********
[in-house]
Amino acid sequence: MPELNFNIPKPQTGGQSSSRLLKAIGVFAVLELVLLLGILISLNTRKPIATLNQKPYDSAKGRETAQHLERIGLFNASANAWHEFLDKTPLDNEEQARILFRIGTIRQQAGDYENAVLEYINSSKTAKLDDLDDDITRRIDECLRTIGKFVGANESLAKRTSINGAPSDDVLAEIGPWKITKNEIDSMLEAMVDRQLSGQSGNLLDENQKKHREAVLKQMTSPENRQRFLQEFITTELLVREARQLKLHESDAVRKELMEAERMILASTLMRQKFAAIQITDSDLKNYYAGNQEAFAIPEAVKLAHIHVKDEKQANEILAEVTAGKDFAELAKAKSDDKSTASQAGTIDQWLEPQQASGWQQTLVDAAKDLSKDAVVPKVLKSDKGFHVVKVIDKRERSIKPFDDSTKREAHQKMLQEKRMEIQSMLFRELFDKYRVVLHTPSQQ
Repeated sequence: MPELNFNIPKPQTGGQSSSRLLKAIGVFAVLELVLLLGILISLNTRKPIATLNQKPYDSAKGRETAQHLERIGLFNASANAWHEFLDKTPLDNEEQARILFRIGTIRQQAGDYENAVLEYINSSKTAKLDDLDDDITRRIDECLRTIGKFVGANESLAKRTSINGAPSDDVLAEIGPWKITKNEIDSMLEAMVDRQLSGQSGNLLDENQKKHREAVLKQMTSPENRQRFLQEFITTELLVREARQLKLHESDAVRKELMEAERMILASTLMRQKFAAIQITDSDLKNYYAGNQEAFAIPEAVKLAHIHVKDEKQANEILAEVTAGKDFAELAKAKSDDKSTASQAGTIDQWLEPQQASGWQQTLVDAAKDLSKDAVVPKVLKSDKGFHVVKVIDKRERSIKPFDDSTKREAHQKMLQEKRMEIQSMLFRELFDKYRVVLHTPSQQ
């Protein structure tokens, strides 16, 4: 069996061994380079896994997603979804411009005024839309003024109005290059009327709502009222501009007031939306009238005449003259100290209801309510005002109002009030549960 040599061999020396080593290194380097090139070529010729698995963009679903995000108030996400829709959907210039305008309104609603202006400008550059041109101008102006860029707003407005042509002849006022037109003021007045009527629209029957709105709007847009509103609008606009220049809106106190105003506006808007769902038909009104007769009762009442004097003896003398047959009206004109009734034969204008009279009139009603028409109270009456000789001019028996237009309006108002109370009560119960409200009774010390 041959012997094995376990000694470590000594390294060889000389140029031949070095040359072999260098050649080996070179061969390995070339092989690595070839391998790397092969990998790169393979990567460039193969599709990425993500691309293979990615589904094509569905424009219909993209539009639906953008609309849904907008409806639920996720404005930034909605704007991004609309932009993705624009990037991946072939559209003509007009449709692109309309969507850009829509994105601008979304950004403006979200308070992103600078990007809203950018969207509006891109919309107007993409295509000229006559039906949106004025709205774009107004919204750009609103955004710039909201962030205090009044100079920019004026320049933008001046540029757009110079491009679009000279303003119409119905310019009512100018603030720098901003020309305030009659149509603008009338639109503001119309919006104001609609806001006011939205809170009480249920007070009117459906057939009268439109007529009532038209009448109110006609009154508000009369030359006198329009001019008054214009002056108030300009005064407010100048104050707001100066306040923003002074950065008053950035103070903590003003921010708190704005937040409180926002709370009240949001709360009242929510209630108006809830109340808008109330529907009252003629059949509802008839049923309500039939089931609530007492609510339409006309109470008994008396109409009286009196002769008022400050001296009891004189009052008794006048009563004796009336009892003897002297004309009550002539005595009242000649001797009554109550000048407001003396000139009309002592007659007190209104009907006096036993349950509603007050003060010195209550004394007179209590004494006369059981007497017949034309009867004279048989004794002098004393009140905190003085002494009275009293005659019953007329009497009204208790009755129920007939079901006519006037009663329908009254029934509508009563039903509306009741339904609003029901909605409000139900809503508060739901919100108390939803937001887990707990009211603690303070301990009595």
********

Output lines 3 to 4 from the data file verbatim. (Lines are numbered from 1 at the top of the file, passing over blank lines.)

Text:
Repeated sequence: MPELNFNIPKPQTGGQSSSRLLKAIGVFAVLELVLLLGILISLNTRKPIATLNQKPYDSAKGRETAQHLERIGLFNASANAWHEFLDKTPLDNEEQARILFRIGTIRQQAGDYENAVLEYINSSKTAKLDDLDDDITRRIDECLRTIGKFVGANESLAKRTSINGAPSDDVLAEIGPWKITKNEIDSMLEAMVDRQLSGQSGNLLDENQKKHREAVLKQMTSPENRQRFLQEFITTELLVREARQLKLHESDAVRKELMEAERMILASTLMRQKFAAIQITDSDLKNYYAGNQEAFAIPEAVKLAHIHVKDEKQANEILAEVTAGKDFAELAKAKSDDKSTASQAGTIDQWLEPQQASGWQQTLVDAAKDLSKDAVVPKVLKSDKGFHVVKVIDKRERSIKPFDDSTKREAHQKMLQEKRMEIQSMLFRELFDKYRVVLHTPSQQ
């Protein structure tokens, strides 16, 4: 069996061994380079896994997603979804411009005024839309003024109005290059009327709502009222501009007031939306009238005449003259100290209801309510005002109002009030549960 040599061999020396080593290194380097090139070529010729698995963009679903995000108030996400829709959907210039305008309104609603202006400008550059041109101008102006860029707003407005042509002849006022037109003021007045009527629209029957709105709007847009509103609008606009220049809106106190105003506006808007769902038909009104007769009762009442004097003896003398047959009206004109009734034969204008009279009139009603028409109270009456000789001019028996237009309006108002109370009560119960409200009774010390 041959012997094995376990000694470590000594390294060889000389140029031949070095040359072999260098050649080996070179061969390995070339092989690595070839391998790397092969990998790169393979990567460039193969599709990425993500691309293979990615589904094509569905424009219909993209539009639906953008609309849904907008409806639920996720404005930034909605704007991004609309932009993705624009990037991946072939559209003509007009449709692109309309969507850009829509994105601008979304950004403006979200308070992103600078990007809203950018969207509006891109919309107007993409295509000229006559039906949106004025709205774009107004919204750009609103955004710039909201962030205090009044100079920019004026320049933008001046540029757009110079491009679009000279303003119409119905310019009512100018603030720098901003020309305030009659149509603008009338639109503001119309919006104001609609806001006011939205809170009480249920007070009117459906057939009268439109007529009532038209009448109110006609009154508000009369030359006198329009001019008054214009002056108030300009005064407010100048104050707001100066306040923003002074950065008053950035103070903590003003921010708190704005937040409180926002709370009240949001709360009242929510209630108006809830109340808008109330529907009252003629059949509802008839049923309500039939089931609530007492609510339409006309109470008994008396109409009286009196002769008022400050001296009891004189009052008794006048009563004796009336009892003897002297004309009550002539005595009242000649001797009554109550000048407001003396000139009309002592007659007190209104009907006096036993349950509603007050003060010195209550004394007179209590004494006369059981007497017949034309009867004279048989004794002098004393009140905190003085002494009275009293005659019953007329009497009204208790009755129920007939079901006519006037009663329908009254029934509508009563039903509306009741339904609003029901909605409000139900809503508060739901919100108390939803937001887990707990009211603690303070301990009595």